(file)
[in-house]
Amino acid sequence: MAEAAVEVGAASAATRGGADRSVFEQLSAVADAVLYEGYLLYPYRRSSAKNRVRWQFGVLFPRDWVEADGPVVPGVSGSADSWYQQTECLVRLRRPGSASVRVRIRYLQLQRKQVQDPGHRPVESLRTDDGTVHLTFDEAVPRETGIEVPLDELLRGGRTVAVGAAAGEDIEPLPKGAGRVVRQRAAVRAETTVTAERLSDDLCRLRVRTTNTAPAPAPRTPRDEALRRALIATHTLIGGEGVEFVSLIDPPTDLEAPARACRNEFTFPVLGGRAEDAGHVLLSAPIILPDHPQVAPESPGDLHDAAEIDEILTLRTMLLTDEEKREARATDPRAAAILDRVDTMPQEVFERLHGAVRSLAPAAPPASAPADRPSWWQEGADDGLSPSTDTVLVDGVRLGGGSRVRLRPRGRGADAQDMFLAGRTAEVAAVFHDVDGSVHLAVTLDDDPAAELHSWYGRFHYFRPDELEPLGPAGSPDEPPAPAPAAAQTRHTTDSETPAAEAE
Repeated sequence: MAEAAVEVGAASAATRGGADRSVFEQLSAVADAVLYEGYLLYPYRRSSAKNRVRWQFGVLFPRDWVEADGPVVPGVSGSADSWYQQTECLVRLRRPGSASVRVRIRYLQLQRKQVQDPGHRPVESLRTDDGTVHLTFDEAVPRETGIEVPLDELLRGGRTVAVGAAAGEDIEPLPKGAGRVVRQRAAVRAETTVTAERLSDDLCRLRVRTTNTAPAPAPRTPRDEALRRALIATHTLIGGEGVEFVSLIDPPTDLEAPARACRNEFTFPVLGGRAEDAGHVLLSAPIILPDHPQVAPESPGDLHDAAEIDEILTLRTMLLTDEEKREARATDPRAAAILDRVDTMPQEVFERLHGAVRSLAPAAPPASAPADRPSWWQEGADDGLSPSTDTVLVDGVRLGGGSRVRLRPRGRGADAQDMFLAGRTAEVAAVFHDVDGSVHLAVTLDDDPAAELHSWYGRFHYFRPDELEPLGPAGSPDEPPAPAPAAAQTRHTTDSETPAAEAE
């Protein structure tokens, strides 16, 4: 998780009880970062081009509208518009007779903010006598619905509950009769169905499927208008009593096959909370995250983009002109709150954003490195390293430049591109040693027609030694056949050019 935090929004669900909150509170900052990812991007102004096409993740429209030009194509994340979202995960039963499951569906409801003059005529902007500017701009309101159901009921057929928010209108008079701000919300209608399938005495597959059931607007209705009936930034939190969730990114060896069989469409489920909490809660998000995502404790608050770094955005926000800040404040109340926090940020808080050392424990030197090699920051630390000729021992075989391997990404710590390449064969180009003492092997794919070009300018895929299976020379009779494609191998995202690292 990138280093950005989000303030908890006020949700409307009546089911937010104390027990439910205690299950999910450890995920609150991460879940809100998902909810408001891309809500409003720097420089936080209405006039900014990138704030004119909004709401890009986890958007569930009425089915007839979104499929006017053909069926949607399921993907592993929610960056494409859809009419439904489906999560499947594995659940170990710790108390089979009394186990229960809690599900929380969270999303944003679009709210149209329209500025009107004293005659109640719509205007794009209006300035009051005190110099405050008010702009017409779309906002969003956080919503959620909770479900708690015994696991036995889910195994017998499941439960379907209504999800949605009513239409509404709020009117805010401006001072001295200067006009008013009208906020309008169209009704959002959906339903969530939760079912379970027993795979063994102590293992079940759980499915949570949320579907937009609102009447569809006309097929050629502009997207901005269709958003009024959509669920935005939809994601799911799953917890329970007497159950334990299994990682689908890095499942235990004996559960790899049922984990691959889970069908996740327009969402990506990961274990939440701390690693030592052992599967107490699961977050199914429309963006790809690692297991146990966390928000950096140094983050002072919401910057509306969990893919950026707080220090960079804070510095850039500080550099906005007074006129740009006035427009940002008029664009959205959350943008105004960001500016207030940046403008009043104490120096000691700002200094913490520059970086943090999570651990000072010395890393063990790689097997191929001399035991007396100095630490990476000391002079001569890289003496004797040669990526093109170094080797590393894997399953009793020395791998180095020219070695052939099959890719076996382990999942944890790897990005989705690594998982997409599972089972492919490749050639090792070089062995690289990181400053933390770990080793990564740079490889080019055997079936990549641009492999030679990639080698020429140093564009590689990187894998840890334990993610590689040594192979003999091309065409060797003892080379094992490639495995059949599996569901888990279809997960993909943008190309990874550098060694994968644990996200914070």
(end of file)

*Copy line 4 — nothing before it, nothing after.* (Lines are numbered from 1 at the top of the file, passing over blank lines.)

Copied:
């Protein structure tokens, strides 16, 4: 998780009880970062081009509208518009007779903010006598619905509950009769169905499927208008009593096959909370995250983009002109709150954003490195390293430049591109040693027609030694056949050019 935090929004669900909150509170900052990812991007102004096409993740429209030009194509994340979202995960039963499951569906409801003059005529902007500017701009309101159901009921057929928010209108008079701000919300209608399938005495597959059931607007209705009936930034939190969730990114060896069989469409489920909490809660998000995502404790608050770094955005926000800040404040109340926090940020808080050392424990030197090699920051630390000729021992075989391997990404710590390449064969180009003492092997794919070009300018895929299976020379009779494609191998995202690292 990138280093950005989000303030908890006020949700409307009546089911937010104390027990439910205690299950999910450890995920609150991460879940809100998902909810408001891309809500409003720097420089936080209405006039900014990138704030004119909004709401890009986890958007569930009425089915007839979104499929006017053909069926949607399921993907592993929610960056494409859809009419439904489906999560499947594995659940170990710790108390089979009394186990229960809690599900929380969270999303944003679009709210149209329209500025009107004293005659109640719509205007794009209006300035009051005190110099405050008010702009017409779309906002969003956080919503959620909770479900708690015994696991036995889910195994017998499941439960379907209504999800949605009513239409509404709020009117805010401006001072001295200067006009008013009208906020309008169209009704959002959906339903969530939760079912379970027993795979063994102590293992079940759980499915949570949320579907937009609102009447569809006309097929050629502009997207901005269709958003009024959509669920935005939809994601799911799953917890329970007497159950334990299994990682689908890095499942235990004996559960790899049922984990691959889970069908996740327009969402990506990961274990939440701390690693030592052992599967107490699961977050199914429309963006790809690692297991146990966390928000950096140094983050002072919401910057509306969990893919950026707080220090960079804070510095850039500080550099906005007074006129740009006035427009940002008029664009959205959350943008105004960001500016207030940046403008009043104490120096000691700002200094913490520059970086943090999570651990000072010395890393063990790689097997191929001399035991007396100095630490990476000391002079001569890289003496004797040669990526093109170094080797590393894997399953009793020395791998180095020219070695052939099959890719076996382990999942944890790897990005989705690594998982997409599972089972492919490749050639090792070089062995690289990181400053933390770990080793990564740079490889080019055997079936990549641009492999030679990639080698020429140093564009590689990187894998840890334990993610590689040594192979003999091309065409060797003892080379094992490639495995059949599996569901888990279809997960993909943008190309990874550098060694994968644990996200914070």